Pixel Tracker

Friday, January 18 , 2019, 7:17 pm | Fair 56º

 
 
 
 

Michelle Malkin: Post-9/11, We Must Protect the Freedom to Warn

"If you see something, say something." That's what our homeland security apparatchiks incessantly preach. But 13 years after the 9/11 attacks, the freedom to warn is in danger and vigilant whistleblowers are under fire.

Listen to Robert MacLean. He's a former Air Force nuclear weapons specialist and Border Patrol agent recruited by the government to serve as one of the first federal air marshals after 9/11.

In 2003, MacLean underwent emergency training to prepare for a new round of al-Qaeda hijacking threats. Jihadists exploiting visa and screening loopholes had planned to target East Coast airliners, according to intelligence analysts. For unknown reasons, however, the Transportation Security Administration abruptly called off air marshals from duty on nonstop, long-distance flights — just two days before the anticipated hijacking.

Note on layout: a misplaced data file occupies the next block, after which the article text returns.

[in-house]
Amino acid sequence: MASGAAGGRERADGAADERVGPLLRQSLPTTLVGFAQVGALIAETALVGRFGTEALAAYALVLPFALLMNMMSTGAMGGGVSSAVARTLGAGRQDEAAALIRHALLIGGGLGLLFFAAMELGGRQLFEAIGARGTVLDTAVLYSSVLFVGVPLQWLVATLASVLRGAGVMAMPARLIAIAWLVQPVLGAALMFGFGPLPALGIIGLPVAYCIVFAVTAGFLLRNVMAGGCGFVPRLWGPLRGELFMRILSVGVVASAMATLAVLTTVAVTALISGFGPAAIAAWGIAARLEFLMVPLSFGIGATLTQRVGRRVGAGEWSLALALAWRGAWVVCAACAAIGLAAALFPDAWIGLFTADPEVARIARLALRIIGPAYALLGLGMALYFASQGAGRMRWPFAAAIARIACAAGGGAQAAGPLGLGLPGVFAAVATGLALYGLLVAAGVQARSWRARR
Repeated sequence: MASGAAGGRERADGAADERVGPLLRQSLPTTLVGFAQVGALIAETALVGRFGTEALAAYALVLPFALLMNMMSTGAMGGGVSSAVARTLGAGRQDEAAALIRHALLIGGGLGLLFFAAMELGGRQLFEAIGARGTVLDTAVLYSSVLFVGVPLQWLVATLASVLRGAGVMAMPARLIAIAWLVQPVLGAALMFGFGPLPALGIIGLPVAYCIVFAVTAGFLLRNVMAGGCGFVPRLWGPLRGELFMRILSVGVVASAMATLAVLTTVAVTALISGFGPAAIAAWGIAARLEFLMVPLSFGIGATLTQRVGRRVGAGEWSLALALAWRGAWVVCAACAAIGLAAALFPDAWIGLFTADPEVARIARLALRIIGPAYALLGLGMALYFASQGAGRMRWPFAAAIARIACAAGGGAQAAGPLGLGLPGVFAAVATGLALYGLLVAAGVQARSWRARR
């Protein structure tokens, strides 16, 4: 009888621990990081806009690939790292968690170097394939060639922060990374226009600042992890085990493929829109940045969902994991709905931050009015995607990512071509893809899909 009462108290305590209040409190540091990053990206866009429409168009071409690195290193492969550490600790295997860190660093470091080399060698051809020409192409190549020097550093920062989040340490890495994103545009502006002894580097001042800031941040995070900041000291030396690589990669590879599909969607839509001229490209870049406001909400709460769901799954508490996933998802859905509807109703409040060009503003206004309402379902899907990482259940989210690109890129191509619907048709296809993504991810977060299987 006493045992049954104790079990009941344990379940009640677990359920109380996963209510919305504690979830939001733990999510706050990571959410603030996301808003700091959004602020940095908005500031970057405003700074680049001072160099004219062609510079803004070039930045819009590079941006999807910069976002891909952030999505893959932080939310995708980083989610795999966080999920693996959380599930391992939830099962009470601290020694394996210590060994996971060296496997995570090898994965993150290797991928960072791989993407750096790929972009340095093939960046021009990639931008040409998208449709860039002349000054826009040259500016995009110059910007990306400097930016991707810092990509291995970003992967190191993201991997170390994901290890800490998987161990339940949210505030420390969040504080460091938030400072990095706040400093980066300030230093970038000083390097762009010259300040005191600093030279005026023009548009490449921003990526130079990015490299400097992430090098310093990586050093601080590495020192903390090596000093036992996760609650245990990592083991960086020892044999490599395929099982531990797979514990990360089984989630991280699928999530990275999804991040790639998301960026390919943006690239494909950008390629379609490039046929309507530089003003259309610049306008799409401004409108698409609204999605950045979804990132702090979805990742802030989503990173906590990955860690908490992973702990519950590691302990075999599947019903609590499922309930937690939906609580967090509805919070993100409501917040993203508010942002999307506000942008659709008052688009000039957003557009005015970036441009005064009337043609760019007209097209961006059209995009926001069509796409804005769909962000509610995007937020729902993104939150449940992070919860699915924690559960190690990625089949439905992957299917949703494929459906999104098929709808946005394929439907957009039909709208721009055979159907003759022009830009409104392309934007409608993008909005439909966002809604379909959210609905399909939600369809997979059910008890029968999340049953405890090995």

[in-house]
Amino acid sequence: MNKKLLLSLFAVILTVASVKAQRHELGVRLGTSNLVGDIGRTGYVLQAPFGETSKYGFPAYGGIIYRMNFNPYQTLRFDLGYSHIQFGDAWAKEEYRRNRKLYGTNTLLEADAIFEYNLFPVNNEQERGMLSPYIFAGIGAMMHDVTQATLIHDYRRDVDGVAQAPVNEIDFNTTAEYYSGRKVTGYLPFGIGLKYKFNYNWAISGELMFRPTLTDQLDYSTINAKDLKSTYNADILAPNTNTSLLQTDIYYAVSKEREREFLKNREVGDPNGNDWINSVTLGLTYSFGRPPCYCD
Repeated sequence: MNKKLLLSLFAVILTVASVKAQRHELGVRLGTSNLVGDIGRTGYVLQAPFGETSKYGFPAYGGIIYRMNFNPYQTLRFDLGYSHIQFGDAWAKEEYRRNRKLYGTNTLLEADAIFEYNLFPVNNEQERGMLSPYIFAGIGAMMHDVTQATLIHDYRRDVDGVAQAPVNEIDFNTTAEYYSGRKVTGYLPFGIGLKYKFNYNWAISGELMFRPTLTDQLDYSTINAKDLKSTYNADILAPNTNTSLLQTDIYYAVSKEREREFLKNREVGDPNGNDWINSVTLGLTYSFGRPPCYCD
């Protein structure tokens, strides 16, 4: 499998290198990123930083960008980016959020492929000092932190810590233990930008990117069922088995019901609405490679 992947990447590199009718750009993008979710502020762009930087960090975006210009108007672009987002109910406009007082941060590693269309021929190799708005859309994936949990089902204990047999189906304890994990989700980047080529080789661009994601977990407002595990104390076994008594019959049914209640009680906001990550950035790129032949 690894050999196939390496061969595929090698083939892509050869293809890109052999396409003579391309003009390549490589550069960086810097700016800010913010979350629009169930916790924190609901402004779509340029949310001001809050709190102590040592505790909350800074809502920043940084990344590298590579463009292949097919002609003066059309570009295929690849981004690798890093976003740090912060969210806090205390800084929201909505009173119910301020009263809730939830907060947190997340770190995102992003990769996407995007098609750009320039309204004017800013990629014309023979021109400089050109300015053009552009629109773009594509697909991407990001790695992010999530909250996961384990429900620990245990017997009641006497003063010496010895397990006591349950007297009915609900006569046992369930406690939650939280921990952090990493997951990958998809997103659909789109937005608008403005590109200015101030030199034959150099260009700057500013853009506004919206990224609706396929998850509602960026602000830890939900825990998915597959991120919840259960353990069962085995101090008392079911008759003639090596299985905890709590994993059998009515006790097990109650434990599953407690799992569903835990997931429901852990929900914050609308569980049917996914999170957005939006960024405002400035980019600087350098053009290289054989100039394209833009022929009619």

How did they notify the air marshals? Cue the Keystone Cops.

"TSA chose to send the unlabeled text message to our unsecured Nokia 3310 cellular phones instead of our $22 million encrypted smartphone system. There were no markings or secrecy restrictions on the message," MacLean recounted to Congress last week. "We all thought it was a joke given the special training we had just received and the post-9/11 law that nonstop long-distance flights were a priority."

A supervisor told MacLean the agency was broke and there was nothing he could do. Appalled at both the dangerous pullback and the reckless way in which the feds notified the air marshals, MacLean then contacted his department's inspector general hotline and was warned he would be "cutting (his) career short if (he) pursued the issue further." Instead, he went to the press and made his homeland security concerns public. In 2006, MacLean was fired.

More than a decade later, the dedicated security expert has battled the feds who retaliated against him. He was forced into bankruptcy and shut out of law enforcement jobs. His legal case heads to the Supreme Court this fall. God bless him. Despite the consequences, MacLean would do it all again in a heartbeat.

"I blew the whistle because I had to," he testified last week. "I could not live with the tragedy risked if I had been the cynical silent observer."